Lunchtime Links: Gold-Medal Team-Building Tactics
Get some tips on hiring Olympic-caliber employees, the most driven and distinguished top performers. Also: a closer look at enhanced customer experiences.
Looking to build a multitalented staff? Take a few cues from Olympic athlete recruiters on creating your powerhouse team. That and more in today’s Lunchtime Links:
Go for the gold: Hiring managers are in constant pursuit of the most qualified and well-regarded employees to uphold company standards and boost business. Yet, according to Mashable contributor and ClearCompany CEO Andre Lavoie, recruiting the best of the best is easier said than done. He offers four suggestions to help reel in employees with Olympic-level talent and help them go for the gold. Among them: Make sure team members keep their eyes on the prize. “In your company, you need every employee to strive toward the same objectives from day one,” he writes. “This focused mindset allows athletes and employees alike to reach new heights of accomplishment; if they know that a medal is within reach, they’ll work that much harder to grasp it.”
Everything’s copacetic: The age-old saying “the customer is always right” is more relevant than ever these days, according to a new report. In the Temkin Group’s “Customer Experience Expectations and Plans for 2014” survey, about 84 percent of respondents said their firms’ executives are “fully committed to their company’s customer experience goals,” and 87 percent of companies in the study saw an uptick of positive business results from customer experience. So what does that mean to you? CMS Wire‘s Barry Levine explains: “Companies with the most positive [customer experience] results have above-average financial performance, understand the connection to business results, and possess the needed resources, skills, and leadership. They are also the ones that focus most on websites, phone agents, mobile, and measurement/analytics.”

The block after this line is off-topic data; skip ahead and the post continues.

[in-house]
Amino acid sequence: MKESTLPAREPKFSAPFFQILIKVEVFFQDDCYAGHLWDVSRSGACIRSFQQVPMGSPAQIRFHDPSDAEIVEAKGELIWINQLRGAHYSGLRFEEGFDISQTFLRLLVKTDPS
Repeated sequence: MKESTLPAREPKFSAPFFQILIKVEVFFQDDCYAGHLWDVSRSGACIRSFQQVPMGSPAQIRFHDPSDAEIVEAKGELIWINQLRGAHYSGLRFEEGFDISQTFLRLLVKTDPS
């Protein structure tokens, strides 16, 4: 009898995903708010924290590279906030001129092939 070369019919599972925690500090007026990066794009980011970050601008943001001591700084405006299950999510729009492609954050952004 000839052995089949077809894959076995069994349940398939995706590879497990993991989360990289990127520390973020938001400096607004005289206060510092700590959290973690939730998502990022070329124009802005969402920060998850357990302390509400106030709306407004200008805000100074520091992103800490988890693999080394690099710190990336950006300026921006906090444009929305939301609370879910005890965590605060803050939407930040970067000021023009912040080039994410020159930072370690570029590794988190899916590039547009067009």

No show? No problem: When it comes to meetings and events, some attendees are bound to be no-shows, even when you’ve made registration easy and communicated with them clearly and often. So why do attendees go AWOL? And how can you reduce no-shows at your events? Event Manager Blog Editor Julius Solaris provides a few pointers, including assessing precisely who isn’t making an appearance. “Who is not showing up?” he asks. “What ticket type did they purchase? What demographic do they belong to? What group of stakeholders do they belong to? Knowing all of the above will direct your marketing efforts towards more reliable attendees and will also give an indication of the allowances you can make to key stakeholders.”
What’s your no-show strategy? Share your take in the comments section below.